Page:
The City of Penticton is seeking support from other B.C. municipalities in its simmering dispute with the provincial government over the operation of a controversial downtown shelter.
“On behalf of City Council, Penticton Mayor, John Vassilaki, has sent a letter to the Union of British Columbia Municipalities (UBCM) President, Brian Frenkel, requesting UBCM prepare a letter to BC Premier, John Horgan, supporting Council’s position that the Province’s recent use of Paramountcy is a violation of two Council decisions and the City’s zoning Bylaws,” the city said in a news release.
On March 2, city council rejected BC Housing’s request for an extension of its permit to continue operating a shelter at the former Victory church past March 31, when it was initially slated to close.
Council declined the permit, it said, because the shelter was originally intended as a temporary winter solution only and, in the following months after the shelter opened in November 2020, had become a ‘nuisance property’ negatively impacting nearby residents and businesses, lacked wrap-around support services and was demanding a high volume of emergency resources.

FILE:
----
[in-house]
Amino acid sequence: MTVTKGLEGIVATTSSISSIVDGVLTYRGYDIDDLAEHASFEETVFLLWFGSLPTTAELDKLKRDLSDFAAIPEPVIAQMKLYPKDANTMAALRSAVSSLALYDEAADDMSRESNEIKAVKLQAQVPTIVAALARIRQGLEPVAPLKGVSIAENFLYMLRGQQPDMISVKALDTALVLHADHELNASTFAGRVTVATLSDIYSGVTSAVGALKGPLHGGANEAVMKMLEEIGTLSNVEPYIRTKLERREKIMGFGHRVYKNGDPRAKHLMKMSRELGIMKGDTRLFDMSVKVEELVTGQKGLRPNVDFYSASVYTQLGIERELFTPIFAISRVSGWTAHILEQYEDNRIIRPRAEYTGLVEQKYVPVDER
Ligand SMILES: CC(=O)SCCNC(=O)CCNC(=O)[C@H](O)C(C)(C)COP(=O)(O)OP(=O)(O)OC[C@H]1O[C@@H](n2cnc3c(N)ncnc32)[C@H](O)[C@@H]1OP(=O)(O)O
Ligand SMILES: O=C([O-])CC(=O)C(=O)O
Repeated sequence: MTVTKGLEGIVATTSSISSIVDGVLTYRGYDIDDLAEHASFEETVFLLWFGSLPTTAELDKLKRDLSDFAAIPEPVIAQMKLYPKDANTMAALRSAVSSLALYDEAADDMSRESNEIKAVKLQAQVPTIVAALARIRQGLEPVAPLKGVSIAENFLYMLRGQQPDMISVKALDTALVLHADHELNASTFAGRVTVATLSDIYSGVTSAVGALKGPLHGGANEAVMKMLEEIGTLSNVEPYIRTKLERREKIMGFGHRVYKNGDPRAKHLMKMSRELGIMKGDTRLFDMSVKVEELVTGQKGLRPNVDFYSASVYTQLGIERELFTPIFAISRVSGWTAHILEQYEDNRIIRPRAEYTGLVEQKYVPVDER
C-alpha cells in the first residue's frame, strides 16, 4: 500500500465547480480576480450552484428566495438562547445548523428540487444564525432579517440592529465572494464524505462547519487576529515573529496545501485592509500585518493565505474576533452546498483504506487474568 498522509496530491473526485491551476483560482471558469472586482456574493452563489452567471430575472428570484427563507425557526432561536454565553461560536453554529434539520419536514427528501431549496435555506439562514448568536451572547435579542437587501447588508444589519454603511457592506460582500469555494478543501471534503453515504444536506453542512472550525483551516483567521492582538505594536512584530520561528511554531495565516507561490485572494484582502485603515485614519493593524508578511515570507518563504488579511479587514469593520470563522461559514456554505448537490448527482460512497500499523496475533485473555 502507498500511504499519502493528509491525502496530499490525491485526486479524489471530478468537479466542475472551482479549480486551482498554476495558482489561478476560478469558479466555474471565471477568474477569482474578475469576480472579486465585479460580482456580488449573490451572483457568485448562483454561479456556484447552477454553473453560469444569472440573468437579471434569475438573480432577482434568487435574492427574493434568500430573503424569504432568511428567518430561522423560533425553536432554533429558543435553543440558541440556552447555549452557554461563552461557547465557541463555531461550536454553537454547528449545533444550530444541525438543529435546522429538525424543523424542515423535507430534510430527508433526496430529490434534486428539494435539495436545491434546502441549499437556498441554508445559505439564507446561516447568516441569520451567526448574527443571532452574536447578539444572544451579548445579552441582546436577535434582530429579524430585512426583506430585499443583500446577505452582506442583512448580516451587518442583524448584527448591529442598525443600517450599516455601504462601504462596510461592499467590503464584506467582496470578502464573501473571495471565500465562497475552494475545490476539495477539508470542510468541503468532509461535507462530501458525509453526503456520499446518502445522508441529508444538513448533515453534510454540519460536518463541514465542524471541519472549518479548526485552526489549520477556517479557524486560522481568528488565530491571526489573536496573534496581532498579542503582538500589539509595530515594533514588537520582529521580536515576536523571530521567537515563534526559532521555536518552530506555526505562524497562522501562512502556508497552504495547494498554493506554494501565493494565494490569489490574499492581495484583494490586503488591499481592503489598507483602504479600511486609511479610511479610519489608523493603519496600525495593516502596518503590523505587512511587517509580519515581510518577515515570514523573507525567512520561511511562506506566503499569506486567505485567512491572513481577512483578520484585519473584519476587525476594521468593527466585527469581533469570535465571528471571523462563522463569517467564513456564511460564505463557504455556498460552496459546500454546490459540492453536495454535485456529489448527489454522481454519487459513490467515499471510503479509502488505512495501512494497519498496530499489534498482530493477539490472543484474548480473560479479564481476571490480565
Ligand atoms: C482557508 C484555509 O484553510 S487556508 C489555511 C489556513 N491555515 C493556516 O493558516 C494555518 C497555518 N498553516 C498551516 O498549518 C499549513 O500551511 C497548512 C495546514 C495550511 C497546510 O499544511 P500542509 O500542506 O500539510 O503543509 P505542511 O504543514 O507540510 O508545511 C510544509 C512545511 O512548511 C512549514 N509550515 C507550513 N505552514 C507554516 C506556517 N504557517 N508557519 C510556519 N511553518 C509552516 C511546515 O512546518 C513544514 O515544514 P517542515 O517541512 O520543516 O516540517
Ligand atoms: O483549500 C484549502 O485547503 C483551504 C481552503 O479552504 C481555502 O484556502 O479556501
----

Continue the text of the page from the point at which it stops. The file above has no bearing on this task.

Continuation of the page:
Housing Minister David Eby responded by saying the government was going to override council’s decision to shutter the shelter by keeping it open.
“After March 31, the province will operate the shelter under our provincial paramountcy authority authorized by the Interpretation Act,” Eby said at the time.
“Out of necessity, we will also reluctantly move forward without Penticton’s municipal government in order to address homelessness in that community and avoid future encampments.”
Now that the province has made good on its threat and has continued operating the shelter without the city’s permission, the city is seeking support from the Union of BC Municipalities.
“My letter to Mr. Frenkel made it very clear that the issue at hand is a matter of land use and cooperative planning between two levels of government,” said Penticton mayor, John Vassilaki.
“Today our previous working relationship of bilateral cooperation has been replaced by a unilateral hammer that puts our residents at risk of having the Provincial Government plan our community. As such, Council has reached out to Mr. Frenkel and the UBCM membership at large to seek their support in reversing the Province’s conduct towards Penticton, or any other community they disagree with.”
The city also released data from the Housing Ministry that shows Penticton offers more supportive housing units per capita than any other community in the B.C. Interior.
Penticton has 234 units of supportive housing, which equates to one bed for every 143 residents.
By comparison, Kelowna has 486 beds, or one bed for every 312 residents. Vernon offers 97 supportive housing units, one bed per every 496 residents.
Meanwhile, the city has closed a public survey which had asked Penticton residents, in part, if they would support a legal challenge, which could cost taxpayers $200,000-$300,000.
The results are expected to be discussed at the April 20 regular council meeting.